Yesterday I was sitting in my office doing my work and suddenly a sound started to come from my computer’s speakers. The sound was annoying and I wanted to close the program making that sound as soon as possible. In frustration, I had to plug out my speakers to keep it silent.
Ideally this is not a good solution as you don’t know when you have to plug out the cables of your speakers. In this article, we will discuss identifying the programs which are making sounds in real-time and close or mute them safely without muting the whole system.
Using Windows Volume Mixer to detect sound producing programs
After a lot of research, I have come to the conclusion that Windows Mixer, which comes pre-installed in Windows 7, Windows 8/8.1 and also Windows 10 is also the best tool to see which programs are making sound. The volume mixer shows all the programs which are using the sound card in real-time.
To open the volume mixer, either you can click on the sound icon in the system tray and then click on Mixer or simply go to Run –> sndvol.exe
The default window size of the Volume Mixer is small and doesn’t show all the programs which are using the sound card at once. You will need to resize it horizontally to show all the programs.
In the mixer, you can see each program which is using the sound card. You can even mute or adjust the volume of an individual program.
Troubleshooting problems in the Mixer
If you can hear the sound but it is not coming from the Mixer window, it probably means that it doesn’t come with your administrative privileges. You should either login as an administrator or run sndvol.exe as System in order to show all the programs.
To run sndvol.exe as a System, run it as follows:
- Download PsExec from SysInternals.
- Open command prompt as Administrator (Windows Key + X + A).
- Go to the path of PsExec and run the following command:
PsExec.exe -i -s sndvol.exe
- This should open the volume mixer under your system account. You can confirm this with your task manager.
Find the program making sounds using Process Monitor
Windows 10 has a built-in feature called Toast Notifications, which provides notifications when different apps are used. You will see notifications slide out in the right corner of the screen, above the taskbar, and you will hear a chime as you get them. It gets irritating when Windows 10 starts making sounds without any notification. This is very annoying since you cannot identify the source of the sound.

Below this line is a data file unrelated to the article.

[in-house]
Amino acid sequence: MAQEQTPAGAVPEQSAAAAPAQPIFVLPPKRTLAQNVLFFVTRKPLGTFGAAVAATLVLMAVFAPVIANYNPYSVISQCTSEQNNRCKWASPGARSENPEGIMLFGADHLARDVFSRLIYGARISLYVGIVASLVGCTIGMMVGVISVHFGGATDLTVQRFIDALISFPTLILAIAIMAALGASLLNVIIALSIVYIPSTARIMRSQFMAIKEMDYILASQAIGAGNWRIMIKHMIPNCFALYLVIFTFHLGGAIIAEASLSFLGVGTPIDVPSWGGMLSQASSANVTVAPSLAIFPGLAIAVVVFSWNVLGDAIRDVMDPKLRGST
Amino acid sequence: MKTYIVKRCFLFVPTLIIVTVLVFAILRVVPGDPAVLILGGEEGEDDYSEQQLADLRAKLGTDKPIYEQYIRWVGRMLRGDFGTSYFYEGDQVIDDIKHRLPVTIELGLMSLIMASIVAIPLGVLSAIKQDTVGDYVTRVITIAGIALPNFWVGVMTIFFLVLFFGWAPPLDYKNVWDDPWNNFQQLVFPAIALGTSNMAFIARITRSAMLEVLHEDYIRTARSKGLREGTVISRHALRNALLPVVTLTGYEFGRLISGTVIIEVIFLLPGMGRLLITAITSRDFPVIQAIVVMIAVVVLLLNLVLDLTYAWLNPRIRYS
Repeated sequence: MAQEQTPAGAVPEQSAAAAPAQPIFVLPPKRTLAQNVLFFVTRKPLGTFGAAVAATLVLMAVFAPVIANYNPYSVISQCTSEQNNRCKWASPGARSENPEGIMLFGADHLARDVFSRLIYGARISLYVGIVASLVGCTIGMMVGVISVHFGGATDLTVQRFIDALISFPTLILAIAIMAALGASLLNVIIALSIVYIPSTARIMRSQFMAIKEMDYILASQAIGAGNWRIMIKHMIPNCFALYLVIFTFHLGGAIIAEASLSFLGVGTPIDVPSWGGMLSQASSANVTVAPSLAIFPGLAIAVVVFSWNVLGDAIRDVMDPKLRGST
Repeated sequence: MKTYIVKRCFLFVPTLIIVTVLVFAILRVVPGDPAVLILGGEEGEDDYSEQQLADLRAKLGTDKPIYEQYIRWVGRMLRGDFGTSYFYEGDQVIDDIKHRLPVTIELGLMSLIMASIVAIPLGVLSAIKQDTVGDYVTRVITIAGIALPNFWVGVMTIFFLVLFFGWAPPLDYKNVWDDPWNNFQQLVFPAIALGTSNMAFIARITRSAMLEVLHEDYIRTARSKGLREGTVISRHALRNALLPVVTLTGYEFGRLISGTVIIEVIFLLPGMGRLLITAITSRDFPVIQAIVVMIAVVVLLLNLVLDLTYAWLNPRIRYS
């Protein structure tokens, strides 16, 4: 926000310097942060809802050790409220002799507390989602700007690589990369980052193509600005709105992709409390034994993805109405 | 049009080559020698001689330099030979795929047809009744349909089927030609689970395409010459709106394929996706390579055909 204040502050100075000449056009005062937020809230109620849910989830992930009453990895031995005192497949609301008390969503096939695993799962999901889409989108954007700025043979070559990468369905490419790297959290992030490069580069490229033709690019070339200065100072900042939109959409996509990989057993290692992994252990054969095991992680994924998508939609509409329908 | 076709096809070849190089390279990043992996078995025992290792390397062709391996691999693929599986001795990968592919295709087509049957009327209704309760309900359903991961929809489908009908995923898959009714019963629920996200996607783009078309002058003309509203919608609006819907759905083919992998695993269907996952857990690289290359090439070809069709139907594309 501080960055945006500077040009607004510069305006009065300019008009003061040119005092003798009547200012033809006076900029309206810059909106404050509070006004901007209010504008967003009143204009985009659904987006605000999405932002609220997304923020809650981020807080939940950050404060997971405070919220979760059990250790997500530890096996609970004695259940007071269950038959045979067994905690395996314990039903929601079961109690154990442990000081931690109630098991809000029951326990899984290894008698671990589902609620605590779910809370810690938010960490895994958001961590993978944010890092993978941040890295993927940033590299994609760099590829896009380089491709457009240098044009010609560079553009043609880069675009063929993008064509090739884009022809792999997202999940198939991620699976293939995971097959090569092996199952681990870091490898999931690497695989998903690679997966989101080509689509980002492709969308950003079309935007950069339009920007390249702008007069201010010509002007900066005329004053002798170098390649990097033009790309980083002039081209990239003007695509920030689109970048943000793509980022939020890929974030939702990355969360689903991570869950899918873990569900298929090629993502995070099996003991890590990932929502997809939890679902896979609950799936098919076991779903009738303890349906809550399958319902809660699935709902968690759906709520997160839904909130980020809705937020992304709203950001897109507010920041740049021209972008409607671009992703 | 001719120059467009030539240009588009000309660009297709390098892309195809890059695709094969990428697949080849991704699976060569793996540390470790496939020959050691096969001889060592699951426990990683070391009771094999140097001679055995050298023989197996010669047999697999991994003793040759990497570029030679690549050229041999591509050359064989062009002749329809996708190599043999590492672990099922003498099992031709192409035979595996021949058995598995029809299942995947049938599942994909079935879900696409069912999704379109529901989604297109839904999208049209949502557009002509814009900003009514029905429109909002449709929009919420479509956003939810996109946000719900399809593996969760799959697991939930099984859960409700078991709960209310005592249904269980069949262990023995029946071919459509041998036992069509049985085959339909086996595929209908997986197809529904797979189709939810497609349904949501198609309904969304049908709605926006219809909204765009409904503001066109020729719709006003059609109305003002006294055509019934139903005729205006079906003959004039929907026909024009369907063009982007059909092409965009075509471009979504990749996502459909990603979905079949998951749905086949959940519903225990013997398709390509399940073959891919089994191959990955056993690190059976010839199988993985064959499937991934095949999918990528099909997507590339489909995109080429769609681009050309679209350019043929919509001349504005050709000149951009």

The background sounds are usually notification sounds and can be identified using Process Monitor.
To find the sound making program, follow the steps below:
- Download Process Monitor
- Unzip the file contents and run procmon.exe (for 32-bit systems) or procmon64.exe (for 64-bit systems)
- Go to the Filter menu and select Filter (Ctrl + L)
- Match the filter with the following:
Path contains .wav then include
- Press the Add button and then OK.
Process Monitor will start monitoring the system for possible execution of sound files. Once you hear an annoying sound, check the Process Monitor log and look for .wav files under the Path column. From here you can easily identify which program is triggering the sound file.
I wanted to test the same functionality with a third party app but unfortunately I wasn’t able to find one. If you find an app which can detect the sound emitted by each program in Windows, please let me know through comments below. I have been satisfied using Windows Volume Mixer but the only problem I face is that it doesn’t show any history. If it could be done, somehow, it would become perfect. What are your thoughts about this?
- 4 Ways To Fix “Another App Is Controlling Your Sound At The Moment” Error In Windows 10
- Add “Add to Path” to context menu
- 3 Ways to Move Installed Programs to Another Location in Windows 10
- How To Run Programs As Administrator In Windows 10
- 4 Ways To Open Command Prompt Window in a Folder In Windows 10